Kauffer’s techniques for Hughes’s book were innovative and modern, and he felt no need to revise or decorate Hughes’s poem by literally depicting its topic; instead, his artwork plays its own visual tunes in a riff alongside Hughes’s textual blues. Rather than depicting a “southern mammy” stereotype or sensationalizing a lynched youth, Kauffer resurrects a rural southern Black youth before his murder in the lines of the poem. Perhaps resurrected, too, is a variation on Sanctuary‘s cover from the year before: Kauffer’s rural southern faces, Black or white, innocent victim or criminal racist, at times converge. These images are reminiscent of Rev. Gail Hightower’s final whirring wheel vision in Light in August, where many faces momentarily blur, and the lynched Joe Christmas merges with his murderer Percy Grimm, whom Faulkner himself identified as a protofascist. False moral equivalences? For Faulkner, arguably so, but for Kauffer, more likely an artist combining metonymic elements from a very different palette he imagined and drew of the South from outside the South. Unlike a stereotype, a metonym cannot stand alone, and never rests in one place: Kauffer’s South is forged of a range of associative elements from his modernist palette that are endlessly revised, constantly reconfiguring and aligning with each viewer’s eye and mind in compositions that test new meanings.13

Faulkner’s Faces, Kauffer’s Strange Fruit

Faulkner traveled in many of the same circles as Kauffer when he was in New York or in Hollywood, and besides sharing an interest in bookmaking, caricature, and illustration, he was as likely to run into him in Random House’s offices as at the Algonquin or celebrity gatherings. That Kauffer gave Faulkner the original artwork for Requiem for a Nun—recently discovered in the University of Mississippi’s Special Collections—and that Faulkner acknowledged it in a signed thank-you note on Random House stationery to Kauffer, establishes once and for all these two artists’ shared appreciation for each other’s work.14

Albeit in different ways, they also shared a social conscience. This conscience converged as a commercial and aesthetic transaction around the issue of race relations and civil rights during the production of Faulkner’s novel and its film adaptation, Intruder in the Dust. The novel’s plot centers on Lucas Beauchamp, a Black man accused of a crime he did not commit and who faces a lynch mob, while its narration comes through a fourteen-year-old white boy, Chick Mallison, who tries to repay an old debt he feels he owes Lucas by solving the crime. Along the way, Chick’s uncle Gavin Stevens, the town’s lawyer, soliloquizes on race relations, arguing against federal (northern) interference in the problems of the South that only the South must resolve. Critics often cast Gavin as Faulkner’s mouthpiece, recalling Faulkner’s “go slow” attitude just when civil rights and anti-lynching legislation was a matter of contemporary social and political debate. A more complex picture emerges, though, when we look at correspondence between Faulkner, Random House, and mgm, which committed to making a film even before the novel was published. Wary of a “message” novel and film with a political agenda, or one that would be pigeonholed as an anti-lynching piece, Cerf’s Random House and Louis B. Mayer’s mgm wanted to downplay Lucas Beauchamp’s role and stress instead the Huck Finn–like character of Chick Mallison coming of age, or the viciousness of the Gowries, the white hill family guilty of the crimes in the novel besides leading the lynch mob. In response to Cerf’s repeated efforts to get Faulkner to revise his title to “Beat Four,” where the Gowries live, Faulkner became more stubborn. Deploying a southern storyteller’s inclination for tall tales and dissembling humor, Faulkner’s letters show him deflecting his editor’s requests with long-winded pretenses at cooperation in making the changes before circling back in comic obstinacy by the end, insisting on his original title. Just what Faulkner intended on the matter of race, though, remains an open question.15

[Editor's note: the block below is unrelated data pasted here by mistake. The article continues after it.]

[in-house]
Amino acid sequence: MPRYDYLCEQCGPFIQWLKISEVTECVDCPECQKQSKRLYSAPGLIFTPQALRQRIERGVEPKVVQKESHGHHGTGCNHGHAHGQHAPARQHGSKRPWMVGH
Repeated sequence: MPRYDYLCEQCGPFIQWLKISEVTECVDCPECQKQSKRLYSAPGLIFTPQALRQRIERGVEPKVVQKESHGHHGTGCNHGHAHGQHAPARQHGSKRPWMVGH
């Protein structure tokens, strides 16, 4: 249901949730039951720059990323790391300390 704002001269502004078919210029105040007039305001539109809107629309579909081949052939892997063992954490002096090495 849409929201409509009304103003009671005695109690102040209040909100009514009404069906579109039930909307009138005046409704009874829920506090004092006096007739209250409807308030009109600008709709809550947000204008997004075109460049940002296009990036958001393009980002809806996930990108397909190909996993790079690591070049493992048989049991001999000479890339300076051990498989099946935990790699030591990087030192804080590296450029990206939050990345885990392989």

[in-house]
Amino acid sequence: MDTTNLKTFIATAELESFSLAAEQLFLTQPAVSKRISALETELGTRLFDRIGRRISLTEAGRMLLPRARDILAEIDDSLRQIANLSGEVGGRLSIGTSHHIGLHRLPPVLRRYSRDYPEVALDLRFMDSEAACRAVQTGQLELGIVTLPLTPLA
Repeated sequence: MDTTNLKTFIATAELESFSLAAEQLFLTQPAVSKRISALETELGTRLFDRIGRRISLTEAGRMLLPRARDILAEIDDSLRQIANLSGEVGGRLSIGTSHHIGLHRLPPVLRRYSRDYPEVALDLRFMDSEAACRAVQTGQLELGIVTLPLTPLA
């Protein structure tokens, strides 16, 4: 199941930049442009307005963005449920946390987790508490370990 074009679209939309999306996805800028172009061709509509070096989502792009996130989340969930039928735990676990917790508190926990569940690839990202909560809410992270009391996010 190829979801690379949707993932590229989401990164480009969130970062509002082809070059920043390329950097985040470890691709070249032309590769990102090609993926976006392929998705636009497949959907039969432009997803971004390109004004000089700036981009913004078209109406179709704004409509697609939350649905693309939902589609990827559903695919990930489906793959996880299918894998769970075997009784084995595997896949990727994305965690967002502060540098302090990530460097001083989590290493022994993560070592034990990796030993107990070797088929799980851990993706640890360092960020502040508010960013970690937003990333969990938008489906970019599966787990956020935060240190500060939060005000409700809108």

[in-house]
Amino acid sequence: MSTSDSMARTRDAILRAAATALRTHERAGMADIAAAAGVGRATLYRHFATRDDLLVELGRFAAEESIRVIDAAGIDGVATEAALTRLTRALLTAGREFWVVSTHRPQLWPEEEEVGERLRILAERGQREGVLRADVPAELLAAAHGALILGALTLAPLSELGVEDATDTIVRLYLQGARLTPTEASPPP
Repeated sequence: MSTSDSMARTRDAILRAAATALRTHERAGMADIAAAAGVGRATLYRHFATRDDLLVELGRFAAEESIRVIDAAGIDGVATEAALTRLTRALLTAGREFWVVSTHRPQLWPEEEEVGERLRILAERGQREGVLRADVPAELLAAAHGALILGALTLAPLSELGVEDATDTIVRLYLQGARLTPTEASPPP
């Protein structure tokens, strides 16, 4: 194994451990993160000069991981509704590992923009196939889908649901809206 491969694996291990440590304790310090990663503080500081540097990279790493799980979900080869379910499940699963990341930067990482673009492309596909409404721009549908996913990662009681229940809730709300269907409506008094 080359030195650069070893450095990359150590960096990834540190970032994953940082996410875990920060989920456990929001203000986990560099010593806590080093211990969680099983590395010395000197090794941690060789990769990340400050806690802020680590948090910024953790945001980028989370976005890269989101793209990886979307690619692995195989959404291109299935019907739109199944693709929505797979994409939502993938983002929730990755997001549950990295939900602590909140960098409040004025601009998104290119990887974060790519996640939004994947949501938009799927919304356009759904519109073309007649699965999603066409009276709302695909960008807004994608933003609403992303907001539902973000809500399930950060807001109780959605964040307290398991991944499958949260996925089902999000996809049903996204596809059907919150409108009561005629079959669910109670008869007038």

Hints, though, can be found in Faulkner’s letter describing the novel for his agent Harold Ober in early 1948. He writes:

The story is a mystery-murder though the theme is more [the] relationship between Negro and white, specifically or rather the premise being that the white people in the south, before the North or the govt. or anyone else, owe and must pay a responsibility to the Negro. But it’s a story; nobody preaches in it. I may have told you the idea, which I have had for some time—a Negro in jail accused of murder and waiting for the white folks to drag him out and pour gasoline over him and set him on fire, is the detective, solves the crime because he goddamn has to to keep from being lynched, by asking people to go somewhere and look at something and then come back and tell him what they found.